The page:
It’s common knowledge that you need to exercise to get results, but it's also important to get a solid amount of daily activity in. Many people lead sedentary lifestyles due to desk jobs, resulting in minimal activity apart from commuting and occasional office mobility. Now with working from home being more common, activity levels have decreased even more for those who do work from home. I wrote about this some time ago (You NEED to Move More if You Have a Sedentary Job) and still believe daily activity is very important. Not only is it healthier to get more daily activity in, but it will also allow you to achieve your fitness results.
What does increasing daily activity mean?
Increase your steps. This is the most convenient way to increase our activity and why we have step counters in our watches and fitness trackers. Going for a walk, doing more physical chores, or climbing random stairs 10 minutes a day (which is great cardio actually), are all ways to increase your steps. However you choose to get it done, increasing your step count is a realistic and convenient way to bring up your activity.
Does this really make a difference in my results? How much?
By results, I’m referring to weight or body fat loss. 5,000 steps will burn between 150-300 calories in a day. If this is added in every day (which is realistic if it's low-intensity activity), that’s 1000-2000 calories a week or .25 to .50 lbs. a week assuming these calories are not consumed to make up the difference. Now this may not sound like much, but it allows you to achieve the goal of 1lb of weight (or body fat) loss much easier by only having to make up the rest through exercise and nutrition. You can get more aggressive and aim for 1-2 lbs. a week, especially for a larger person, but this would likely come from additional exercise and larger improvements in your nutrition.
This daily activity is a separate category from exercise
Getting an adequate amount of activity each day is necessary for general health with experts suggesting 8,000. Let’s use the old 10,000 steps a day goal since we are after results and it’s a nice round number.
Steps will vary depending on the type of exercise we do. 45 minutes of weight training will get much less than the same time spent running. Take for example a common gym workout of 40 minutes of resistance training (~4000 steps), then 20 minutes of cardio (~4,000 steps) will roughly amount to 8,000 steps. So if we get 10,000 steps through our daily activity, then add in 8,000 exercise steps, that’s 18,000 for a workout day! Sounds like a lot? Well, it kind of is, but it's often needed to achieve a weight/body fat loss goal.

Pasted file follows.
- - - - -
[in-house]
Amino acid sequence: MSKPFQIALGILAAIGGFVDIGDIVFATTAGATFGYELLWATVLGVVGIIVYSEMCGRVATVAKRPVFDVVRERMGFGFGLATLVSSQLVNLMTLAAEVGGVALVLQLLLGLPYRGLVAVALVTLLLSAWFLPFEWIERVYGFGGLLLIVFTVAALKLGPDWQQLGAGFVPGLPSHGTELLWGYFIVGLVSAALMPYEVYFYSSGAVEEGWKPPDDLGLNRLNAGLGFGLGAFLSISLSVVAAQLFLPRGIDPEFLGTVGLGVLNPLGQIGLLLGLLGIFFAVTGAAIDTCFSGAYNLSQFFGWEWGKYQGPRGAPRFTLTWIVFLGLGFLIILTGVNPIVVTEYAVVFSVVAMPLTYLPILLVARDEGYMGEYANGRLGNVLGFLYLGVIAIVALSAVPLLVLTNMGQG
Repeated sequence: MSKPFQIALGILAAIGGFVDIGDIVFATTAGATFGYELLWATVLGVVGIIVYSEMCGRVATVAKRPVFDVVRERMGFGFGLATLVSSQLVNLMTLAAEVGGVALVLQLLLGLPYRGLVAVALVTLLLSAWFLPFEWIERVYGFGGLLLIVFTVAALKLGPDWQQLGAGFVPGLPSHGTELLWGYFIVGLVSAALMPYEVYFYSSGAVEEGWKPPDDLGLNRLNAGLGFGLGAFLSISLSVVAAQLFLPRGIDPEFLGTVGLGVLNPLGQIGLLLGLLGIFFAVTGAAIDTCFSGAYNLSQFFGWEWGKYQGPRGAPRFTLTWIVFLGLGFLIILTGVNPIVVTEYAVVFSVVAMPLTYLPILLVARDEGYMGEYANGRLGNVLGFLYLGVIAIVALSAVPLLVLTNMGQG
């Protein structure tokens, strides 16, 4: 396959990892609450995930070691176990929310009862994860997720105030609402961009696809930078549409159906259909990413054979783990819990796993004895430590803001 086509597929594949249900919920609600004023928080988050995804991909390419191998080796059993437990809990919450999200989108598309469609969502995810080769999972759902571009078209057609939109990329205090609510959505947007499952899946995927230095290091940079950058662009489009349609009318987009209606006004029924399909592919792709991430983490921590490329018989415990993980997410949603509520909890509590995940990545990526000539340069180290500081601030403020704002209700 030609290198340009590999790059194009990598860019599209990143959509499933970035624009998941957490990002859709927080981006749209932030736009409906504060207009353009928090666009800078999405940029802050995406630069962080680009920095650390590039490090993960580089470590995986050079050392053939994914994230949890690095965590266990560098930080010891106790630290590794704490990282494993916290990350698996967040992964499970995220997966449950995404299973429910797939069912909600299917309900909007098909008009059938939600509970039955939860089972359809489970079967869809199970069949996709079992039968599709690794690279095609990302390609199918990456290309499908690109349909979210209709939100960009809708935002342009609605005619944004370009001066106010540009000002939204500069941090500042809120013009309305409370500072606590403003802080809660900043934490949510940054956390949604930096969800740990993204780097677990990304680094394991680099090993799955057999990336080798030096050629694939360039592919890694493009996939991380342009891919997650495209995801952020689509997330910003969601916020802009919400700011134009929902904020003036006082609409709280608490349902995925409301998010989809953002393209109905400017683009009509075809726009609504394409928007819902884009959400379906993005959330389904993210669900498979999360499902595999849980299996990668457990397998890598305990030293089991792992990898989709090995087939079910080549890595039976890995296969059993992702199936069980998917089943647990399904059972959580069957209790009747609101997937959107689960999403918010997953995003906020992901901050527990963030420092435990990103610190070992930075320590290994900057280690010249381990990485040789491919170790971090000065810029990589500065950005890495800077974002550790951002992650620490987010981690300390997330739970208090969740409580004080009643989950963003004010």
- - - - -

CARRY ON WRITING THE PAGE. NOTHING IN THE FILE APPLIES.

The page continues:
Step goals will vary by person
For someone who finds walking easy, getting extra steps (that is not from exercise) is considered a daily activity. For others, walking may be their main form of exercise if running, cardio machines, or playing sports is not an option. In this case, the total number of steps a day will be lower since getting a high number of steps each day may be challenging due to injury or physical ability. The idea is the same in this situation, be more active during the day and go for longer walks for exercise. It may be a good idea to add in some stationary bike work for some light activity or exercise. Of course, a bike workout won’t show up on your step counter, but the activity still counts.
Sedentary vs. Active
A work-from-home, sedentary person who barely leaves the house (or maybe not at all) may get as little as 2000 steps in a day. Getting a walk (or other movement) once a day is a must. Even when these types of people work out regularly, results can be slow due to lack of daily activity.
Someone with an active job in the package delivery, retail, or service industry will likely get their steps in automatically. They typically only need to exercise a few times a week to get results and it’s not uncommon to get 25,000 steps in on a day they work out. There are days I reach this number of steps from a full day of training people, coaching kids, and running. I will certainly be tired at the end of the day, but nothing a good night's sleep can't solve.
The main idea here is to increase your steps every day. Take long walks and don’t count it as exercise if walking is considered easy and you have other options for exercise (running, hard cycling, cardio machines, sports). If your main form of exercise is walking, then set goals for longer walks or find another option for activity like a stationary bike. You will see results much faster than being sedentary all day even if you do get your weekly workouts in.
Jerry Yuhara, CPT, CSCS, CMT #75123
299 California Ave, Suite 120
Palo Alto, CA 94306
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